Dr. Ehrhardt, first a look back: When the Covid pandemic broke out, you predicted a DAX level of 16,000 points for spring 2021. Did you just have a good glass ball?
No – and I’m not really a fan of fixed course targets. But in this case we had such an extraordinary monetary and fiscal policy situation that I thought we had to set an example. Because I’ve never seen before that the economy is boosted so strongly, especially from the monetary side. If a lot of money is printed suddenly, it has an immediate impact, especially on the stock markets. That is why I boldly set my sights on this very optimistic goal at the time.
Now we are almost there. Logical follow-up question: Where do we stand in the next few months?
I don’t expect a bear market, even though the best time of the year is probably behind us. Many investors have already invested; the fund managers’ cash holdings are only 3.9 percent according to the latest survey. A short-term correction is therefore possible. In the medium term, however, we should move in an upward trend, albeit a flatter one – with fiscal policy providing further tailwind. I hope that in Europe the focus will continue to be on fiscal stimulus and that the “black zero” will not be brought out again, especially in Germany. Because excessive fiscal restraint has not proven its worth in the past.
How big is the risk that we will get a bigger correction in the stock market?
That would be possible if the central banks began to slow down sharply. After the recent discussions by the US Federal Reserve, however, I think it has been understood that a 180-degree turn in monetary policy can damage the economy and the stock market – and will therefore be very careful. Of course, investors are already heavily invested, and there is also great optimism on the options market, but in my opinion there is still no clear background for a real bear market.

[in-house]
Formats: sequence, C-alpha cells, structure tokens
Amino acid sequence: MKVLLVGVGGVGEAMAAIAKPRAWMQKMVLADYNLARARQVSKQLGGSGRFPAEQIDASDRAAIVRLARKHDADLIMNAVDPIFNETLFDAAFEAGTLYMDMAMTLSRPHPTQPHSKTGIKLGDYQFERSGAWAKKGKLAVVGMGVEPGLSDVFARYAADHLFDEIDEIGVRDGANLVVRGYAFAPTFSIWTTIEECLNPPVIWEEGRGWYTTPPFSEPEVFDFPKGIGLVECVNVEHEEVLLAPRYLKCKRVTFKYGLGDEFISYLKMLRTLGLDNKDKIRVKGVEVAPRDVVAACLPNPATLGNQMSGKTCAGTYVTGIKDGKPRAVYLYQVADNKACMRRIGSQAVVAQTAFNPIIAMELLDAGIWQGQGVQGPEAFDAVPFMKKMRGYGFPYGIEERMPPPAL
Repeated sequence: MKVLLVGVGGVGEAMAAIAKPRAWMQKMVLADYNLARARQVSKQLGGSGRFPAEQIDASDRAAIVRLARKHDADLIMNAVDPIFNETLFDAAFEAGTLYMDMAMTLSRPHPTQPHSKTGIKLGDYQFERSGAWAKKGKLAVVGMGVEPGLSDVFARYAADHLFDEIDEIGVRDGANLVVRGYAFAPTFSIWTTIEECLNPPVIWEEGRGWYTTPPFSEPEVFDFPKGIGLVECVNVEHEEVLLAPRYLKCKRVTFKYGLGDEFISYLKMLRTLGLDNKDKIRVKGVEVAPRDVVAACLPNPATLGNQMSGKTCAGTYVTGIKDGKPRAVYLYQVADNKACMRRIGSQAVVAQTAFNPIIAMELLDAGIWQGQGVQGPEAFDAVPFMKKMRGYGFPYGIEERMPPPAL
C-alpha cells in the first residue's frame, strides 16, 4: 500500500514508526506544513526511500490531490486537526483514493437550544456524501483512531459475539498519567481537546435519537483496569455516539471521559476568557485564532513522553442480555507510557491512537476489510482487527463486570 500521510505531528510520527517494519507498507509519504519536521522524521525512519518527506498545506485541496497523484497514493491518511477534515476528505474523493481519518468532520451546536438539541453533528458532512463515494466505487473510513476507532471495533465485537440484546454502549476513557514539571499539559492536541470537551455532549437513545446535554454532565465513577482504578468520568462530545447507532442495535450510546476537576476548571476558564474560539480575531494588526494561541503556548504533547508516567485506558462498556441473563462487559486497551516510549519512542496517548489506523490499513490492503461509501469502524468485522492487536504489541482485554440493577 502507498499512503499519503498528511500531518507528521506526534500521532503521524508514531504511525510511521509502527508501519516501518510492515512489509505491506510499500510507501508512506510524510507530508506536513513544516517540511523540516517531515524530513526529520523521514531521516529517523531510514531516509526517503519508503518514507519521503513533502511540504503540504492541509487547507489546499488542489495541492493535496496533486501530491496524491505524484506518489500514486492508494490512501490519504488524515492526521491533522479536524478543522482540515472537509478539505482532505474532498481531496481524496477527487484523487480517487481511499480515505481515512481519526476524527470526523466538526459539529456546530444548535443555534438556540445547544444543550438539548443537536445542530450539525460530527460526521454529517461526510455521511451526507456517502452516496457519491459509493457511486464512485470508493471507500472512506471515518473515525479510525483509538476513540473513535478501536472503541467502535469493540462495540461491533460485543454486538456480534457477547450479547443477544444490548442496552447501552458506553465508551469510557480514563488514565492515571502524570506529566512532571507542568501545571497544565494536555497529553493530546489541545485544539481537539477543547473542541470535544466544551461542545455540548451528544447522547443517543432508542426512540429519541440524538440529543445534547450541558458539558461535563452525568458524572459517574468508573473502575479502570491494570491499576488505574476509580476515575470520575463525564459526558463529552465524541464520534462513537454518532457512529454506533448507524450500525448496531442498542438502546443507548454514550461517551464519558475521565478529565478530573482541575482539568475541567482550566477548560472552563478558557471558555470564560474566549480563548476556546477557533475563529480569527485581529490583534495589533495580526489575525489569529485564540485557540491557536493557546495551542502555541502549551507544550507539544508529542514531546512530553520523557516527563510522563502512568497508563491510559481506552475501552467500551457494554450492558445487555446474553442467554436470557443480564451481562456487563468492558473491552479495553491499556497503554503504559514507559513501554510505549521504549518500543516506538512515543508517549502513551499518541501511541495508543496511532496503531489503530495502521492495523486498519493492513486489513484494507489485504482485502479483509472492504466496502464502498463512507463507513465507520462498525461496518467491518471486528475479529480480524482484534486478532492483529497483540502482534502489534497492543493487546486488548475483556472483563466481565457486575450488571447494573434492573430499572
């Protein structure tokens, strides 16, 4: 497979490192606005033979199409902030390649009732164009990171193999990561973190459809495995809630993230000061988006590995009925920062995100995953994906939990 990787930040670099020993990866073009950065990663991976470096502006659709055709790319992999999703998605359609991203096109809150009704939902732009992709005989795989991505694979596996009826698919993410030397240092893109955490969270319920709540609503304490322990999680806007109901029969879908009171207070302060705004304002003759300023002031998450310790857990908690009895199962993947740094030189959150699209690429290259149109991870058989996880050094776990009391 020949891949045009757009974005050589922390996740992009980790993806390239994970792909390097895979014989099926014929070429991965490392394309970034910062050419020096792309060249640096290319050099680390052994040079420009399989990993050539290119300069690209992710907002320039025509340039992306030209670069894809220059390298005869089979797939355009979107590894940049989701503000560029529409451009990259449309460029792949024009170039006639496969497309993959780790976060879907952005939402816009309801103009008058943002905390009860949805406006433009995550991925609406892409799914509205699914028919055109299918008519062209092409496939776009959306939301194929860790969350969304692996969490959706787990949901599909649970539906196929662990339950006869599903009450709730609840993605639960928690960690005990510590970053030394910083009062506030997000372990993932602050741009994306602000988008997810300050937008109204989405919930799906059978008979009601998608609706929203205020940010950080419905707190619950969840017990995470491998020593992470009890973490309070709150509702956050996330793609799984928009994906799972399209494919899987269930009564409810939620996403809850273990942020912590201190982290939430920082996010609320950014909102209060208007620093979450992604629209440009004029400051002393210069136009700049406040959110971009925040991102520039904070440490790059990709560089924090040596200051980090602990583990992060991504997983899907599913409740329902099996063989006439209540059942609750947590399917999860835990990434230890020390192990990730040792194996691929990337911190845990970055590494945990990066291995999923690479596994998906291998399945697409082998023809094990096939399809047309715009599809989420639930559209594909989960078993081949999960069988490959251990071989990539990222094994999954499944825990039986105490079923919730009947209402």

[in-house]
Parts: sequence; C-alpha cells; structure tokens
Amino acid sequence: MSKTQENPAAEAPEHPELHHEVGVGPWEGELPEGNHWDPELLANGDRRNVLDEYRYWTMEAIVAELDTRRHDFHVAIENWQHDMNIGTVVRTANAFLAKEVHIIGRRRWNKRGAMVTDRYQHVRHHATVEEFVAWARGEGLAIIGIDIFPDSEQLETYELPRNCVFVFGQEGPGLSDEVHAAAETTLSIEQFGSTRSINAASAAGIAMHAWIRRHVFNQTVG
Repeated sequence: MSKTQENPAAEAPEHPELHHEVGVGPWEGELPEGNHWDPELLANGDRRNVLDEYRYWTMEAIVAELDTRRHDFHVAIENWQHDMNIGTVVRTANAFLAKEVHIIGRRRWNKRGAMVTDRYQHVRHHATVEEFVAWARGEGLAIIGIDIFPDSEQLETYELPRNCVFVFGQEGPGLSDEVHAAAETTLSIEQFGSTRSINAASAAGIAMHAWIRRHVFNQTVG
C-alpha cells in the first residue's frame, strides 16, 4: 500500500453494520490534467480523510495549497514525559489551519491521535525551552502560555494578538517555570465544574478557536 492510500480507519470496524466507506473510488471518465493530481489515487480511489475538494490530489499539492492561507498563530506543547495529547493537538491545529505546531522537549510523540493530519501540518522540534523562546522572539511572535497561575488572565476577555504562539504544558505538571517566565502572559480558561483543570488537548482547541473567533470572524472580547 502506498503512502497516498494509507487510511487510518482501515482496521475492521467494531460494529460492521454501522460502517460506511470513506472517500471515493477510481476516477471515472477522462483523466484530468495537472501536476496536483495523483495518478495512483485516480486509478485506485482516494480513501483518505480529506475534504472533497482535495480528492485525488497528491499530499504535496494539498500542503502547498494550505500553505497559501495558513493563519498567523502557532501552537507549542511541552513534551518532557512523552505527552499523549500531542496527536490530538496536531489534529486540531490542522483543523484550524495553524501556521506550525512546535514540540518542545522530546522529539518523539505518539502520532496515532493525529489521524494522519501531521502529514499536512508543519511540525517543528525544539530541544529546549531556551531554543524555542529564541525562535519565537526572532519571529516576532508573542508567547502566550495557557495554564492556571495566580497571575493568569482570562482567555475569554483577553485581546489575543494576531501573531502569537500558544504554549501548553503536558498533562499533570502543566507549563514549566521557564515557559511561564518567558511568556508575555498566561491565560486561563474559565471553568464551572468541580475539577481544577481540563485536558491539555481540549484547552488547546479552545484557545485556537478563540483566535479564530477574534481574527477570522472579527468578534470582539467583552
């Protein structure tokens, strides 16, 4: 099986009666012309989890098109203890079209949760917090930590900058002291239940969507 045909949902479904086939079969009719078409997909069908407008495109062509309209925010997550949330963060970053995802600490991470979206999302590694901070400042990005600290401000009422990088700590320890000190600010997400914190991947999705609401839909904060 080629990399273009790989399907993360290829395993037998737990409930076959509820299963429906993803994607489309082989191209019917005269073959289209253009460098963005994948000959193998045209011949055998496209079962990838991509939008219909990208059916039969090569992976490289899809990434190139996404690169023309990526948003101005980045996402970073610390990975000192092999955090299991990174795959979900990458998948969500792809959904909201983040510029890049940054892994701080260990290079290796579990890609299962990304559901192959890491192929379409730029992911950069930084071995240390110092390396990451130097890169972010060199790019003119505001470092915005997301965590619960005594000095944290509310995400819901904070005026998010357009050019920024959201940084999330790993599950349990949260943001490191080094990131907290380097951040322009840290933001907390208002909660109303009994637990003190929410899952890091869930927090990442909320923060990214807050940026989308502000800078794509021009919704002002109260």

Earning money on the stock market doesn’t seem as easy as it did last year. Is this the active manager’s time?
Even if it sounds like a pro domo argument, it has been apparent for some time that active fund managers are doing better than index-based solutions such as exchange-traded funds (ETFs). Active managers beat the index by 70 percent in May. Why is that? Last year we saw that a very small number of large tech stocks from the US initially pulled the index up. Active managers are usually only allowed to invest a limited part of the fund’s assets in individual stocks. That’s why they couldn’t keep up. From November at the latest, however, the upswing took place on a broad front. There were numerous opportunities for active management, for example from a technical or valuation point of view, while passive investors were mainly invested in a few index heavyweights. I think that the stock pickers will be able to use their opportunities in the further course of the year and get some return.